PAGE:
Stanford Center for Inherited Cardiovascular Disease

Left Ventricular Non-Compaction (LVNC)

Left ventricular non-compaction (LVNC) is a rare genetic disease of the heart muscle. Compaction is a process that occurs during the development of the heart when a baby is in the womb. If this process is not complete, the inside of the heart muscle (the one in contact with the blood) will look spongy or “trabeculated”. Normally, it is smooth. Originally, non-compaction was diagnosed very rarely. It seemed to be associated with dangerous heart rhythms and, often, severe weakness of the heart muscle.

More recently, newer imaging techniques with higher resolution mean that we notice trabeculation in the heart much more often. As such, many patients who will have a much less severe disease course are diagnosed with this condition. Sometimes the term “hyper-trabeculation” is used to distinguish the finding of sponginess from the condition known to cause dangerous rhythms and heart muscle weakness.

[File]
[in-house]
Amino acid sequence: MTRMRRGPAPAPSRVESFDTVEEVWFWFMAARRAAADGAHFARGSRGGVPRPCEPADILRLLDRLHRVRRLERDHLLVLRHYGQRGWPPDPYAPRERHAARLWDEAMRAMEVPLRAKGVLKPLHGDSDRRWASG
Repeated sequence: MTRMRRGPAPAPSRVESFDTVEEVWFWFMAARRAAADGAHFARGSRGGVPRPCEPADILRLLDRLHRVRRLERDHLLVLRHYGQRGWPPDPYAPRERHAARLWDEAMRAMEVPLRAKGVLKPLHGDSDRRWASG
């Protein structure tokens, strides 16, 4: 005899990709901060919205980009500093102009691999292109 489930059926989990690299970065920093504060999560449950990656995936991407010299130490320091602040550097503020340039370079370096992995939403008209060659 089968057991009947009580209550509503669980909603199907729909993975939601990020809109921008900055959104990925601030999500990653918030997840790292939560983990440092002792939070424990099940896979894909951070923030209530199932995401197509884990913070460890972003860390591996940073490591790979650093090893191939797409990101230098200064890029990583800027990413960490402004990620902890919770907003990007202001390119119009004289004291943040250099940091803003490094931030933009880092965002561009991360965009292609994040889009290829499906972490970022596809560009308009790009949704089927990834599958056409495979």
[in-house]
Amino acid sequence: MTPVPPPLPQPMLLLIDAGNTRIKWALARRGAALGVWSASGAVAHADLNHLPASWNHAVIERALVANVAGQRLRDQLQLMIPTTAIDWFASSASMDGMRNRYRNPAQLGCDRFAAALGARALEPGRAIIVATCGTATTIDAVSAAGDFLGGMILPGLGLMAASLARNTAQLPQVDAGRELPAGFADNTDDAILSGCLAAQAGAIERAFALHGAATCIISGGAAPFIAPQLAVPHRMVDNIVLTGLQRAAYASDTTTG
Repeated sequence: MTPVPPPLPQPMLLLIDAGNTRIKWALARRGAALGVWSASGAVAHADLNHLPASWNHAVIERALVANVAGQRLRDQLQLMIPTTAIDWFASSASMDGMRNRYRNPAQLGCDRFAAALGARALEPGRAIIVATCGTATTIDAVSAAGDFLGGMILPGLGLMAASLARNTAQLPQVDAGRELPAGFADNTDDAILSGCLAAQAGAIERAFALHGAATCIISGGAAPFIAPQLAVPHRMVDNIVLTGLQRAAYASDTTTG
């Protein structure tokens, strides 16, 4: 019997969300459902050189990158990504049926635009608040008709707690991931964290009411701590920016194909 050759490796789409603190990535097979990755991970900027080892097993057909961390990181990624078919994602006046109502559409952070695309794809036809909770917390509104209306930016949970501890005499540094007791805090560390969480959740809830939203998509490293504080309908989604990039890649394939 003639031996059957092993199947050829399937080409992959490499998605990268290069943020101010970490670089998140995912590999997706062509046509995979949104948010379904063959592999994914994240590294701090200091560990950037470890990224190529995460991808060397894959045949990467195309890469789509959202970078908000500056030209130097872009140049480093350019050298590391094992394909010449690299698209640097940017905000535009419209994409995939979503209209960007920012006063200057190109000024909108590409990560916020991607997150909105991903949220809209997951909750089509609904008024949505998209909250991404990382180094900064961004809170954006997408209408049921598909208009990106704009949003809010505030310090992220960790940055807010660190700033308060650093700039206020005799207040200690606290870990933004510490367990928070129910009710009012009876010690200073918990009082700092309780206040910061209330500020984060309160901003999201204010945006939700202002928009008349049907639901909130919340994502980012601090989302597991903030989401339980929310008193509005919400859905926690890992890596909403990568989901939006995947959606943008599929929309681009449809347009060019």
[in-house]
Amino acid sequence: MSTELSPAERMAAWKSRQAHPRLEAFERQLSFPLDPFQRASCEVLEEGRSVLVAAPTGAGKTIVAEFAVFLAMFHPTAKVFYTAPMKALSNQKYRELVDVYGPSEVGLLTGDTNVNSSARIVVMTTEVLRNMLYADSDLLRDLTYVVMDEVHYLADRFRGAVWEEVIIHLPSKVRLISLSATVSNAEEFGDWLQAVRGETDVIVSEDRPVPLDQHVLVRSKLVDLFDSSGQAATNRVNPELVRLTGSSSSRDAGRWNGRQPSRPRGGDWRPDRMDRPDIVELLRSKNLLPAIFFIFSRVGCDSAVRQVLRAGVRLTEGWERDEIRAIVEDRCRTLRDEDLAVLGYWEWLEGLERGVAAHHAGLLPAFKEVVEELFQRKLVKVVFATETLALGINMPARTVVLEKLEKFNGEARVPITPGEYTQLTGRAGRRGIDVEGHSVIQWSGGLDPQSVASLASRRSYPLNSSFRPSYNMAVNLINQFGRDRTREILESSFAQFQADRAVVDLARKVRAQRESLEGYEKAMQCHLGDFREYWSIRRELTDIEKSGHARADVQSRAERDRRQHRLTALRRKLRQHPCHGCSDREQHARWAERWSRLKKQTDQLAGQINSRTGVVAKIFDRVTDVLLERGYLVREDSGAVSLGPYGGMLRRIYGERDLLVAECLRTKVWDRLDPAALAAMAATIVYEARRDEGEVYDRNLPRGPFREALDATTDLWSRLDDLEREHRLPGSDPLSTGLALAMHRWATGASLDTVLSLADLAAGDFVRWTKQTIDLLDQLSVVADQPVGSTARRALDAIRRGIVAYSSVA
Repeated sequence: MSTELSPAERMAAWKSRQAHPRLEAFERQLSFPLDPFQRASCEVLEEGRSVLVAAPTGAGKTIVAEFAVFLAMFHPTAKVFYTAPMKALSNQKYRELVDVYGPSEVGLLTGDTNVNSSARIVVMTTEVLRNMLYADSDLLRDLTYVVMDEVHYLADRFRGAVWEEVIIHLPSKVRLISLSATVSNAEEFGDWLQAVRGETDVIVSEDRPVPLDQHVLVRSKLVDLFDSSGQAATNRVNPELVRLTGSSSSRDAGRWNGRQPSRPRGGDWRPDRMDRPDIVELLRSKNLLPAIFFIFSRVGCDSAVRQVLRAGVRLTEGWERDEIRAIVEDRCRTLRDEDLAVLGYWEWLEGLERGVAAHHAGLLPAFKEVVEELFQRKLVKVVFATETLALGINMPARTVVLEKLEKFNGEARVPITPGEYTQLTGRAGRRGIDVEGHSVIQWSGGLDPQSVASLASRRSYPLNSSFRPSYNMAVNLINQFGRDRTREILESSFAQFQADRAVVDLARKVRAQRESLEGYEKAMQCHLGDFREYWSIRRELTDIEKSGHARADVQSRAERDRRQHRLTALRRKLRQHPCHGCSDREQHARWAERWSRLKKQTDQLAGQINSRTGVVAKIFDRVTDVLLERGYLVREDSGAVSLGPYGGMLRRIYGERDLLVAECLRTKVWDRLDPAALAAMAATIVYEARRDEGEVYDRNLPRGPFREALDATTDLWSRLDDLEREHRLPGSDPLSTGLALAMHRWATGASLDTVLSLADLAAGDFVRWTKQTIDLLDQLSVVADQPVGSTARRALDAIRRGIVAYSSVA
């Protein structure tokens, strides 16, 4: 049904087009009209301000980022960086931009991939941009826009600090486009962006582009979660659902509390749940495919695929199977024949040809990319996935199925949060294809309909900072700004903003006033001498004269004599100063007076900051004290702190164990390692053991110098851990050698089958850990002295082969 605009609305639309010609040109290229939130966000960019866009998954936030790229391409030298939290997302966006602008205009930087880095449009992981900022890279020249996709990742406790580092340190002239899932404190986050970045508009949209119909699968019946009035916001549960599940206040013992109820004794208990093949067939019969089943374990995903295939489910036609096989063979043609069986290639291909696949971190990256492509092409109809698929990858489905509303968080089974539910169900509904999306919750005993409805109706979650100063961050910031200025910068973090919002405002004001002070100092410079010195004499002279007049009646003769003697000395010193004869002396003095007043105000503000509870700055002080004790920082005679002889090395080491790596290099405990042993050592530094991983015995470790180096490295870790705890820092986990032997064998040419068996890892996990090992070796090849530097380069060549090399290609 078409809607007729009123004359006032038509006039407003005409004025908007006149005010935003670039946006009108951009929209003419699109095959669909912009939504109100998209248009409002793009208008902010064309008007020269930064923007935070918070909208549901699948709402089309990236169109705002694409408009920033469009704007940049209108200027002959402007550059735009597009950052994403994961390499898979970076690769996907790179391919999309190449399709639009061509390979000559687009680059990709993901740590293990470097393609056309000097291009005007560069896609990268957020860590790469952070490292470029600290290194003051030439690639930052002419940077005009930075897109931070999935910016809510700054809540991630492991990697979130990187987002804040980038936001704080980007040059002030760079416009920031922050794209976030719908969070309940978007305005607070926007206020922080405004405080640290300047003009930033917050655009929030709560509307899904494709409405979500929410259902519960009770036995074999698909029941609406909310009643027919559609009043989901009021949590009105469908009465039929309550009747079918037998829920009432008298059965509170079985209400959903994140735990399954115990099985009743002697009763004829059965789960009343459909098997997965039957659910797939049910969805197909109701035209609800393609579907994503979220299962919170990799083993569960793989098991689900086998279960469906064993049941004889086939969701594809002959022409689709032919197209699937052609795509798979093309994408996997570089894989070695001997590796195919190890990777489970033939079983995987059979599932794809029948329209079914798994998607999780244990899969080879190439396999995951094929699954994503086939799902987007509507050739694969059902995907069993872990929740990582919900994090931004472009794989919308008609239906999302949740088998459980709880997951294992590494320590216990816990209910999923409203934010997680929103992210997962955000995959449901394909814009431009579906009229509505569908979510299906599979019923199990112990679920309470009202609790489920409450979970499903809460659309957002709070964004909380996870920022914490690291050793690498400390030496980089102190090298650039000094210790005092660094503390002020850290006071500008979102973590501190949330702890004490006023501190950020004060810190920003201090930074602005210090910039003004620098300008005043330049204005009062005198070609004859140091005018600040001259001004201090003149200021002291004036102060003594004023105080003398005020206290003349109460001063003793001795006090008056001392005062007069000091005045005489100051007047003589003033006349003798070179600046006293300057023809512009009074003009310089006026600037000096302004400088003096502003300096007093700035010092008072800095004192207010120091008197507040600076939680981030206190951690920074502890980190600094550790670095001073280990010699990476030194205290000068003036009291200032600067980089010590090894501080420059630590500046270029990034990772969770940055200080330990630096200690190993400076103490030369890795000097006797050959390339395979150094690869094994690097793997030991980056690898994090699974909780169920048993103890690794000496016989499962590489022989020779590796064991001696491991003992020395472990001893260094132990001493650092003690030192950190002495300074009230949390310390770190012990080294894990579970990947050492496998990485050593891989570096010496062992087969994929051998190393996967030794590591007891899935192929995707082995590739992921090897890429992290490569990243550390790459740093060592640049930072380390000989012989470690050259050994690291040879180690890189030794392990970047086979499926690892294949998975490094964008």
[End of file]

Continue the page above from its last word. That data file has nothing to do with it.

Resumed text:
Newer genetic tests have also revealed that in many cases where hyper-trabeculation is prominent, mutations of the same genes that cause hypertrophic cardiomyopathy can be found, suggesting some overlap between these conditions. Medications can be used to treat the dangerous rhythms or heart muscle weakness associated with LVNC.

Sometimes, if the trabeculations are deep, a blood thinning medication is used. In some cases, implantation of a defibrillator may be required to treat dangerous rhythms. In very severe cases, heart transplantation is sometimes required but this is rare.

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